Ed. Note: The following is an excerpt from FSH, and is in no way the intellectual property of FTRS. Seriously, I don't even understand half of these. - Joey
Adj. Line Yards: An opponent-adjusted version of the line measure derived from the formula found here. The idea is to divvy credit for a given rush between both the runner and the blockers.
Adj. Pace: Part of the offensive footprint, this takes into account both the number of plays a team attempts and the type of play. Since passes, on average, take up less time (thanks to the fact that 30-50 percent of them are incomplete and stop the clock), pass-heavy offenses are prone to run more plays, therefore limiting the effectiveness of a general plays-per-game measure. Adj. Pace takes a team's run-pass ratio into account.
Adj. POE: An opponent-adjusted "Points Over Expected" measure for running backs that looks both at what a runner gained and what would have been expected given the opponents involved. For more information, start here.
Adj. Points: A look at how a team would have performed in a given week if playing a perfectly average team, with a somewhat average number of breaks and turnovers. The idea for the measure is simple: what if everybody in the country played exactly the same opponent every single week? Who would have done the best? It is an attempt to look at offensive and defensive consistency without getting sidetracked by easy or difficult schedules. And yes, with adjusted score you can allow a negative number of points. For more, start here.
Adj. Record: A derivation of Adj. Points, Adj. Record is based on single-game S&P+ performances. This is the record a team would have had playing a perfectly average team, with a perfectly average number of breaks, in each week of the season. Adj. Record gives you a different way to visualize the impact of both team consistency and schedule strength. Since both teams in a given game are being compared to a baseline average (instead of each other), it is conceivable that both teams could end up with an adjusted win or loss.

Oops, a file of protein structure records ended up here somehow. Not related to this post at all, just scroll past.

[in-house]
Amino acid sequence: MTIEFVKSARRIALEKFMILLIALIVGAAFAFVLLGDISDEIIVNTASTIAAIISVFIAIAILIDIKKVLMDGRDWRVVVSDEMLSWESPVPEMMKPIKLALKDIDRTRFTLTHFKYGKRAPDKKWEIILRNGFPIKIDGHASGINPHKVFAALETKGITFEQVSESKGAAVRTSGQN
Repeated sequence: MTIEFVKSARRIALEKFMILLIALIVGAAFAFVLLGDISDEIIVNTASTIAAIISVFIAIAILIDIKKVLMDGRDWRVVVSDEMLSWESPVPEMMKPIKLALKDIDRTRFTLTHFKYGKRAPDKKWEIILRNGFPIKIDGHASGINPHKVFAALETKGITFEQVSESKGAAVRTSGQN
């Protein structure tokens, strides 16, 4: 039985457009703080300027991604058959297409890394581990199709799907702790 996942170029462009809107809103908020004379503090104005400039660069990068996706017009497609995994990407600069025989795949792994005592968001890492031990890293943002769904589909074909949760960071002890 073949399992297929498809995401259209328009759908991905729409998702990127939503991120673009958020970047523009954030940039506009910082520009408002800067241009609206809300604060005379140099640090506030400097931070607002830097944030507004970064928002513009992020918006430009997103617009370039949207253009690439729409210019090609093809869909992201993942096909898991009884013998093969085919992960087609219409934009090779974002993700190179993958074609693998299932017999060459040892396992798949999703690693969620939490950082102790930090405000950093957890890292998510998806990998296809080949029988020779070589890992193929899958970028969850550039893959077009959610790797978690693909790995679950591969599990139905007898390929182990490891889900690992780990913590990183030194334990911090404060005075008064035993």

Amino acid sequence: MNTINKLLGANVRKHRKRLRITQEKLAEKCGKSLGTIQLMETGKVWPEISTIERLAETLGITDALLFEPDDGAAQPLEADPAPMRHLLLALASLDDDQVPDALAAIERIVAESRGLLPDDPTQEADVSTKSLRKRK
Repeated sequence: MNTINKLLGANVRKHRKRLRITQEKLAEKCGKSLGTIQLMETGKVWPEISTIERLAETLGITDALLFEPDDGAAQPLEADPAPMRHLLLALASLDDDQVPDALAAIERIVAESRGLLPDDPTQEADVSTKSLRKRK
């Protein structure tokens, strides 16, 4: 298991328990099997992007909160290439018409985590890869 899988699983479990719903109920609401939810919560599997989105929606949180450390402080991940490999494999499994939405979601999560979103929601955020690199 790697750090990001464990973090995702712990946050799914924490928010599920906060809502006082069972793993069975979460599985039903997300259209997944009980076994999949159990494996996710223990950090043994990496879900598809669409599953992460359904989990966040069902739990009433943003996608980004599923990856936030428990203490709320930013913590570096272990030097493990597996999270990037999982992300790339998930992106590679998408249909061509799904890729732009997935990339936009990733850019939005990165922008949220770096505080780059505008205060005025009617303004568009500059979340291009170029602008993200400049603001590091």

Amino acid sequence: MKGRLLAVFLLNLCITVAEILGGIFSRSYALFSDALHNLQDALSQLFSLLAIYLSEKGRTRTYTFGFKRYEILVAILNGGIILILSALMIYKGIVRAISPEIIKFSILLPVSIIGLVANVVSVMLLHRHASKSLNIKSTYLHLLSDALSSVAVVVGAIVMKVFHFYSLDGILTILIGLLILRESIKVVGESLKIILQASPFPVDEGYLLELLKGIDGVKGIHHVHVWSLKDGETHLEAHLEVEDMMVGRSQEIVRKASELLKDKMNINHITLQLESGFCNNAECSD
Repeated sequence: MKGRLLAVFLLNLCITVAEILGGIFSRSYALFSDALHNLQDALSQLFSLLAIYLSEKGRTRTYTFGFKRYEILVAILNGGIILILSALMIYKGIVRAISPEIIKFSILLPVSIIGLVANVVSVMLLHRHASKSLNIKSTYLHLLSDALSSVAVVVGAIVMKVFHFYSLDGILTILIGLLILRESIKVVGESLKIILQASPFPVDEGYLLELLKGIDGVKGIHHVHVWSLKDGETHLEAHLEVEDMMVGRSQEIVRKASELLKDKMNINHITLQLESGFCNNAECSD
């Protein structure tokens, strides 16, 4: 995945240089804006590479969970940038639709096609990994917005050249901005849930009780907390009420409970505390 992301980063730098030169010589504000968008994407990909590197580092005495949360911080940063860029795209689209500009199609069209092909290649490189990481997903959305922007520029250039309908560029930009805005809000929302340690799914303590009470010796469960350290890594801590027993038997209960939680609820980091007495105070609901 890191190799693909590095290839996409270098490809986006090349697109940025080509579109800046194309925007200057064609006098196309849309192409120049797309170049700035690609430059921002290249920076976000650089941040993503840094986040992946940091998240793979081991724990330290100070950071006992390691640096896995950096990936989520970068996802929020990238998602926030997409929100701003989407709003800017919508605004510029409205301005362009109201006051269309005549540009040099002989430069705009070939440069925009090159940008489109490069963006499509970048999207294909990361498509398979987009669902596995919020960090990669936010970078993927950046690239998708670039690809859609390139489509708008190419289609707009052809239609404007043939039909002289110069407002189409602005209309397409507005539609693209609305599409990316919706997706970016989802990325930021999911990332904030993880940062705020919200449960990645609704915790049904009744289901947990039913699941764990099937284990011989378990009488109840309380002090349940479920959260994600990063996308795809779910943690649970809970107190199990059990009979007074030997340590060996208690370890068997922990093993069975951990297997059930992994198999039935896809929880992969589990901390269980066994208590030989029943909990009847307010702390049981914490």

Adj. Sack Rate: An opponent-adjusted measure of sack rates.
Adj. Score: See Adj. Points.
Adj. TO Margin: What a team's turnover margin would have been if they had recovered exactly 50 percent of all the fumbles that occurred in their games. If there is a huge difference between TO Margin and Adj. TO Margin (in other words, if fumbles, dropped interceptions, or other unlucky bounces were the main source of a good/bad TO margin), that suggests that a team's luck was particularly good or bad and might even out the next season.
Adj. Yards Per Target: A look at a receiver's total receiving yards divided by the number of times he was targeted. Slight adjustments are made for the percentage of times a receiver was targeted on standard ("%SD") and passing downs. Players targeted more on passing downs are likely to have a lower overall per-target average, since passing is more difficult on passing downs.